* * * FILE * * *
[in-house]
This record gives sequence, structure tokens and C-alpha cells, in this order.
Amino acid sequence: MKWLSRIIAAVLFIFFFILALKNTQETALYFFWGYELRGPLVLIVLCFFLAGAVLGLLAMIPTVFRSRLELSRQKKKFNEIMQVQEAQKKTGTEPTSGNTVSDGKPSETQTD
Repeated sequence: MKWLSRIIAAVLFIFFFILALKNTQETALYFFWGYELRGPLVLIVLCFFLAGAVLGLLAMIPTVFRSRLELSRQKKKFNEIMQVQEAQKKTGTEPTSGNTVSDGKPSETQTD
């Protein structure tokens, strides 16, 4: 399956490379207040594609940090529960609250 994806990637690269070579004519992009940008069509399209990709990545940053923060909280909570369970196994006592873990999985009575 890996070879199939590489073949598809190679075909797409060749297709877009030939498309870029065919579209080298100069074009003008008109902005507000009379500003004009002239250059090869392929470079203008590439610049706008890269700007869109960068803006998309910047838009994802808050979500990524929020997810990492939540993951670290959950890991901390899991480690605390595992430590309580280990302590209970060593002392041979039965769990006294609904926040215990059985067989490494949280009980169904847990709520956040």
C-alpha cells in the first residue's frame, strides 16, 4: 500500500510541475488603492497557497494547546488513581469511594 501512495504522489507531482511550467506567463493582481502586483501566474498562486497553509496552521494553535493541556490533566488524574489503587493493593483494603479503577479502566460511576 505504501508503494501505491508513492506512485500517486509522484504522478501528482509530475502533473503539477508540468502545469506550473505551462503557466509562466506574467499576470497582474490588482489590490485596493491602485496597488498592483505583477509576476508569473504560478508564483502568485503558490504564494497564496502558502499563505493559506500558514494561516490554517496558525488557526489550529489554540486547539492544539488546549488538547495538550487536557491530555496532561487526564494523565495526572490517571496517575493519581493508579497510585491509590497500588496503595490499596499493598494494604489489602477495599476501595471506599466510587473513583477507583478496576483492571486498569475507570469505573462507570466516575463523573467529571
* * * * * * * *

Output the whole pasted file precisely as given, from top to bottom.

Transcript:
[in-house]
This record gives sequence, structure tokens and C-alpha cells, in this order.
Amino acid sequence: MKWLSRIIAAVLFIFFFILALKNTQETALYFFWGYELRGPLVLIVLCFFLAGAVLGLLAMIPTVFRSRLELSRQKKKFNEIMQVQEAQKKTGTEPTSGNTVSDGKPSETQTD
Repeated sequence: MKWLSRIIAAVLFIFFFILALKNTQETALYFFWGYELRGPLVLIVLCFFLAGAVLGLLAMIPTVFRSRLELSRQKKKFNEIMQVQEAQKKTGTEPTSGNTVSDGKPSETQTD
């Protein structure tokens, strides 16, 4: 399956490379207040594609940090529960609250 994806990637690269070579004519992009940008069509399209990709990545940053923060909280909570369970196994006592873990999985009575 890996070879199939590489073949598809190679075909797409060749297709877009030939498309870029065919579209080298100069074009003008008109902005507000009379500003004009002239250059090869392929470079203008590439610049706008890269700007869109960068803006998309910047838009994802808050979500990524929020997810990492939540993951670290959950890991901390899991480690605390595992430590309580280990302590209970060593002392041979039965769990006294609904926040215990059985067989490494949280009980169904847990709520956040």
C-alpha cells in the first residue's frame, strides 16, 4: 500500500510541475488603492497557497494547546488513581469511594 501512495504522489507531482511550467506567463493582481502586483501566474498562486497553509496552521494553535493541556490533566488524574489503587493493593483494603479503577479502566460511576 505504501508503494501505491508513492506512485500517486509522484504522478501528482509530475502533473503539477508540468502545469506550473505551462503557466509562466506574467499576470497582474490588482489590490485596493491602485496597488498592483505583477509576476508569473504560478508564483502568485503558490504564494497564496502558502499563505493559506500558514494561516490554517496558525488557526489550529489554540486547539492544539488546549488538547495538550487536557491530555496532561487526564494523565495526572490517571496517575493519581493508579497510585491509590497500588496503595490499596499493598494494604489489602477495599476501595471506599466510587473513583477507583478496576483492571486498569475507570469505573462507570466516575463523573467529571